- The Washington Times - Sunday, December 2, 2001

PHILADELPHIA (AP) President Bush, a devoted sports fan, attended the annual Army-Navy football game yesterday, but he told the teams that his thoughts also were with members of the armed services fighting terrorism in Afghanistan.
"My mind is on the game today, but my mind is elsewhere, too. My mind is with the men and women who wear our uniform as we wage a noble cause," Mr. Bush told the midshipmen in a locker room pep talk before visiting the Cadets.
"Know that our cause is just because it is right," he said. "Make no mistake about it we will prevail."
To Army players, the president said: "The enemy made a mistake. We will win. There's no doubt in my mind about it. Thanks for your commitment to your country. It is a fabulous country."
Later, Mr. Bush was escorted to midfield as the crowd of 67,000 stood and applauded. He shook hands with the team captains and tossed a coin in the air heads, called correctly by Navy. Just before the coin toss, four jets flew over Veterans Stadium, an explosive boom making their appearance, followed by six helicopters hovering overhead.
Mr. Bush stayed through part of the third quarter before leaving for Camp David. Army went on to win 26-17.
He watched the first half from the Navy side, switching to the Army stands at halftime. He shook hands with Navy students when he walked down the stands and crossed between a line of cadets in gray coats and midshipmen in blue uniforms. He then marched up the Army side, shaking hands there, too.
Mr. Bush, who threw out the ceremonial opening pitch of World Series Game 3 at Yankee Stadium in October, said he hoped his presence at the football game would help project a sense of normality for Americans.
"I have no fear coming to the game," the president told CBS, which broadcast the game. "What I'm really here to do is to say to the country how proud I am of our military folks."
Earlier yesterday, Mr. Bush appealed for Congress to pass his stimulus package and help Americans hurting from an economic downturn that has grown worse since the terrorist attacks.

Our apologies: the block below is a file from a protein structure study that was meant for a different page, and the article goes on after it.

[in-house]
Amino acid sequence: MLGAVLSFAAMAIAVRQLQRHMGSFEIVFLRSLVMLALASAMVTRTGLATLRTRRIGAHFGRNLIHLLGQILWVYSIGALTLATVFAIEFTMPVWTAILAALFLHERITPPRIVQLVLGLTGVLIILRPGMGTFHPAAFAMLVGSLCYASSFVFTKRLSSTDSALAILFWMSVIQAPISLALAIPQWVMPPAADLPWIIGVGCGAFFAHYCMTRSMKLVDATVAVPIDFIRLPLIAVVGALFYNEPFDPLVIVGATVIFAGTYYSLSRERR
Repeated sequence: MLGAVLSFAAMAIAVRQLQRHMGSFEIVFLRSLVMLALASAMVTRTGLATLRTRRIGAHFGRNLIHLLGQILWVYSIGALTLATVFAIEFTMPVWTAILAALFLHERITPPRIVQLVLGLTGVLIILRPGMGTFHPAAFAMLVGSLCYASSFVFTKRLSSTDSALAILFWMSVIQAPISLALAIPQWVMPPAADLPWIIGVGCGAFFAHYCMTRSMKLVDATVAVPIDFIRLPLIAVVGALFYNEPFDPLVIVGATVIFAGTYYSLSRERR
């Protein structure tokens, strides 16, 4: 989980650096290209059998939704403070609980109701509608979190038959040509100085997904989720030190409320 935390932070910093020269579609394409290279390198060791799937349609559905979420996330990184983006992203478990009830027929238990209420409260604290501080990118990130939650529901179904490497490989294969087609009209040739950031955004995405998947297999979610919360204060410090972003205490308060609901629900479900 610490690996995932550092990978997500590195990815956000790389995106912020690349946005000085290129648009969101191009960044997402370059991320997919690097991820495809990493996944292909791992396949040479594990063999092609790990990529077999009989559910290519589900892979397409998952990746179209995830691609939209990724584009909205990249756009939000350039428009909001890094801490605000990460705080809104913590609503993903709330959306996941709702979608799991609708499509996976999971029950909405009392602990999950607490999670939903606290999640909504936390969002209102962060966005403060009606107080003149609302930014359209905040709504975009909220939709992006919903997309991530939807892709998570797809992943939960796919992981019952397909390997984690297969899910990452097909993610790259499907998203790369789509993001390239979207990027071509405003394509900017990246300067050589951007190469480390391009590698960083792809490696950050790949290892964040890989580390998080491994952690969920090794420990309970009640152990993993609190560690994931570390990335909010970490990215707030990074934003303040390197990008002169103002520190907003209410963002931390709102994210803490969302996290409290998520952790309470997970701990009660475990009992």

In his weekly radio address, Mr. Bush sparred with congressional Democrats over whether his proposal would help the growing number of people put out of work because of the attacks and the onset of a recession.
Mr. Bush wants to extend jobless benefits by 13 weeks in the states most affected by terrorism and offer Medicaid coverage for uninsured workers and emergency grants for job training.
"We must bring quick help to those who need it most, and we must restore our economy's growth," Mr. Bush said. "It's the holiday season. It's a time to reach out to Americans who are hurting, to help them put food on the table and to keep a roof over their heads."
Democrats responded by saying the president's plan does not do enough, and they attacked the House-passed package as a sop to corporations.
"Unemployed workers need that money, and they will use that money immediately, spending it and in turn helping stimulate the economy," said Sen. Harry Reid of Nevada in the Democrats' radio address. "These are difficult and unusual times, but we must not run up the national debt with risky, unfair tax measures that won't help the economy recover."
Mr. Bush said he wants to lower taxes on employers so they can expand and hire. He noted that he also asked Congress to speed along the income tax reductions passed in spring "so that people can keep more of their own money to spend or pay their debts."

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